If there’s one place Murphy’s law applies, it’s smack bang in the middle of your event.
Murphy may come across a little OTT, but small (and big) things can and will go wrong on event night. Along with being prepared, staying cool, calm and clear-minded is the key to survival if things go pear-shaped.
Anything that can go wrong will go wrong.MurphySo said Murphy, back in 1866. His glass was half empty, for sure. But dammit, he does make a point that rings true for our industry. Events are by their very nature, detailed, longer-term projects that involve multiple people behind the scenes. And people being people, mistakes do happen despite our best intentions.
Stay on the front foot by being as prepared as possible. Remember:
Prevention is always better than cure
* & smarter & cheaper
How Murphy Commonly Applies his Annoying Law
Even your signature meticulous planning might not be immune from doom. Acts of God, unlucky circumstances and simple human error can all play a part.If there’s one place Murphy’s law applies, it’s event management. Click To Tweet
Here are some standard balls-ups to keep an eye out for, with on-the-spot cures and tips to prevent them happening in the first place.
Venue is hard to find
All the ducks are lined up, and you’ve ticked every box. You check your watch. It’s showtime! Five, ten minutes pass. Not a soul… Your chest tightens as you wonder what on earth is going on.
At last, a few guests rush in, looking a little stressed. “OMG, how hard is this place to find?” one of them says. The rest of them do eventually arrive but it’s put your event horribly behind to the tune of 40 minutes.
Always check beforehand if the venue is tricky to find. Night-time construction work detours can play havoc with GPS. If there’s any doubt, provide a map with clear directions to all guests, speakers, entertainment and relevant suppliers.
Communicate changes with entertainers, speakers, MCs, kitchen/wait staff and AV support. The same cure applies for any occurrences that put your event behind schedule, such as parking dramas or unforeseeable traffic chaos.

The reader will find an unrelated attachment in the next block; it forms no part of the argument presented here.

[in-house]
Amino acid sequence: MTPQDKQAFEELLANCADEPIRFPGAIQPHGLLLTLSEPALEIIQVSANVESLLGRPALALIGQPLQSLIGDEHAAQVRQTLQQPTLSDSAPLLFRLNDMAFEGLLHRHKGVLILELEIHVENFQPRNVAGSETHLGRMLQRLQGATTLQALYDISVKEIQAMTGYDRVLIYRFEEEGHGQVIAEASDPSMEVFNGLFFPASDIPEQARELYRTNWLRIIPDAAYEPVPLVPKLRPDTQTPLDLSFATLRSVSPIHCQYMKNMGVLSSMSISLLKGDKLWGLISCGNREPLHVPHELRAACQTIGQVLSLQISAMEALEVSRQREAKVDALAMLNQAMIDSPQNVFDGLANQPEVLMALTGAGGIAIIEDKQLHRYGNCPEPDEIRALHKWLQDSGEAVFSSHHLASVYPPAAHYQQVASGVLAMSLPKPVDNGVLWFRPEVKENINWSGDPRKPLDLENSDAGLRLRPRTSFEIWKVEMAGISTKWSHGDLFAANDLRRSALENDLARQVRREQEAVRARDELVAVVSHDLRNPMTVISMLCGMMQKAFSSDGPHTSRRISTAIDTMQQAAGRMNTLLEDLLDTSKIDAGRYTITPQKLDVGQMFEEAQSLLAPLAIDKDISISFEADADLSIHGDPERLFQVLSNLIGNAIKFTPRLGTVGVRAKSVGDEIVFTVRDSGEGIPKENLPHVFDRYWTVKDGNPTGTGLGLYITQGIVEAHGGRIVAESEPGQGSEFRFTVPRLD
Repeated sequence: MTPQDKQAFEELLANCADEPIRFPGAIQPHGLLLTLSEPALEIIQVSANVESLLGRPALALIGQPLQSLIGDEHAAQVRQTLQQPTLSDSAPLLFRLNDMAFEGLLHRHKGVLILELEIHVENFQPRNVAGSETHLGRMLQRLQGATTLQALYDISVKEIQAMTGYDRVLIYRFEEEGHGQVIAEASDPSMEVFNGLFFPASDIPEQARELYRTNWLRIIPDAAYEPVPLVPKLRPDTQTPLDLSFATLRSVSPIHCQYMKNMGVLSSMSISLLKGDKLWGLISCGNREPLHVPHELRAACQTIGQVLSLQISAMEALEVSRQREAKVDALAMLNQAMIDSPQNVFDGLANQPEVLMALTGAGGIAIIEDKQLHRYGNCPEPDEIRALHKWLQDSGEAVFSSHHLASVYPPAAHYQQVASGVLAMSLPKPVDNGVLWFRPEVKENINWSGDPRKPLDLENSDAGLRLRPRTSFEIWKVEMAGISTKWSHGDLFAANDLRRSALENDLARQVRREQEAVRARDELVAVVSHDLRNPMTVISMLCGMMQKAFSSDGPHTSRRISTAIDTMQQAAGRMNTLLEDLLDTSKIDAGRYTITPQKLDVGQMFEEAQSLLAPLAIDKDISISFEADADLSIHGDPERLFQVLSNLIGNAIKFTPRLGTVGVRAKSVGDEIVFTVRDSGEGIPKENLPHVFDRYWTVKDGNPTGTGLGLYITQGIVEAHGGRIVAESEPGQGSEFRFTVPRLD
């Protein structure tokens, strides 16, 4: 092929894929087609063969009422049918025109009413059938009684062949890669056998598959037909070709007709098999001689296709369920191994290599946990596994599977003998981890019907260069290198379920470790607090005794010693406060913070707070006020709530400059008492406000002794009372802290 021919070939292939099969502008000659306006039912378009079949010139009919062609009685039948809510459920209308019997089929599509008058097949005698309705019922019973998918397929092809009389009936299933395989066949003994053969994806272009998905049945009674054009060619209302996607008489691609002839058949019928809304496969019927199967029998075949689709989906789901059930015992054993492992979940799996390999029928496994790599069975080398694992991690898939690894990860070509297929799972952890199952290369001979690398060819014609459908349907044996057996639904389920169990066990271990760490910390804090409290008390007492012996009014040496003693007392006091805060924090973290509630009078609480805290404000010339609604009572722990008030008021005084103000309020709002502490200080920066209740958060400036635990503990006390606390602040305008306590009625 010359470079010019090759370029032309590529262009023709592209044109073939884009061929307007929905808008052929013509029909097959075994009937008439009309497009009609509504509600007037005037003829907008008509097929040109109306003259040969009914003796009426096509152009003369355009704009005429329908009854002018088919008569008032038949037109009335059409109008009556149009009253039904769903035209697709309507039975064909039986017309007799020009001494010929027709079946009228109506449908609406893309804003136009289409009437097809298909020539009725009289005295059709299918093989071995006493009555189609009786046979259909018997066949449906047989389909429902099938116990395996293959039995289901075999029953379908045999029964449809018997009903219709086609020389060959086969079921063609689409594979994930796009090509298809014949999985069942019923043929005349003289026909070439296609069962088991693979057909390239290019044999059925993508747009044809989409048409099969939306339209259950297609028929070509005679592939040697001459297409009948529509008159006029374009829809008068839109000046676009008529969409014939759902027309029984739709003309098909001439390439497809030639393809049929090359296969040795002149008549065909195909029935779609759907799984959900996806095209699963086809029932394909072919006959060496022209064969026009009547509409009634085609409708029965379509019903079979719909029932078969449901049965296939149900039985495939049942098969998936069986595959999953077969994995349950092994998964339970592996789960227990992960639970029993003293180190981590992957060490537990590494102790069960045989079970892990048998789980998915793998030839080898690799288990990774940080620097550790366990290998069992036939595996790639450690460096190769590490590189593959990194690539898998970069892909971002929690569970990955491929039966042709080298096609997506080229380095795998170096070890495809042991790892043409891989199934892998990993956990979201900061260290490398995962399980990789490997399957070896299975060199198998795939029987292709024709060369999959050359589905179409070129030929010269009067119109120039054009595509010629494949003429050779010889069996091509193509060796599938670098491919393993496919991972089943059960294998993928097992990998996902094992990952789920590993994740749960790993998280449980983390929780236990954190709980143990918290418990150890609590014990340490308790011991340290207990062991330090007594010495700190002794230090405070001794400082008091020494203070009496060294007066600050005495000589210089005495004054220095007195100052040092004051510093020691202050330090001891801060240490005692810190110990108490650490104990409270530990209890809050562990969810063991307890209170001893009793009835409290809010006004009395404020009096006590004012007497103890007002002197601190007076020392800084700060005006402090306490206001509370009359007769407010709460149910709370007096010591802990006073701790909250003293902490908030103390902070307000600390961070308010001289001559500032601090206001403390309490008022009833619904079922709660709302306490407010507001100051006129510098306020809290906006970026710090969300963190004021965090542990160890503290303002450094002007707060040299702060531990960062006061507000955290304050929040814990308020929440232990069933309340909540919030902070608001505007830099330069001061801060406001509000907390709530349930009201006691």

Stay calm. Breathe. Grab your runsheet and see where you can shave some time.
Liaise with your MC first if you’ve hired one – because they’re skilled at adjusting schedules on the fly.
The MC can likely abbreviate their delivery, and the band might skip a song or two, leaving your keynote speaker free to do their fabulous thing.
Entertainer goes off-script
Your comedian drops the F-bomb, or touches on a subject that is completely ‘don’t go there’’ material. Stunned faces in the crowd make your chest tighten and your legs turn to jelly. It feels like it’s all going horribly wrong…
Speaker-audience match is fundamental. The comedian’s style needs to be appropriate for guests. They need clear briefing on your expectations, with any no-go topics or language highlighted.
The same applies to choosing MCs and entertainers. It may feel beyond your control with pressure from your boss to book their favourite politician as speaker.
No matter how famous or brilliant the talent, if they’re not pitched properly to audience tastes the whole delivery could fall flatter than a proverbial lead balloon.
The Master of Ceremonies is your first port of call. A good MC will act swiftly, from using their mic to interrupt with a quick apology to closing down the entertainer.
Also check in with your boss or other senior person from your company if you’re not sure which call to make. The intervention will depend on:
- The severity of the incident
- Whether or not guests have thus far enjoyed the comedian
- How the comedian is into their delivery
The MC falls ill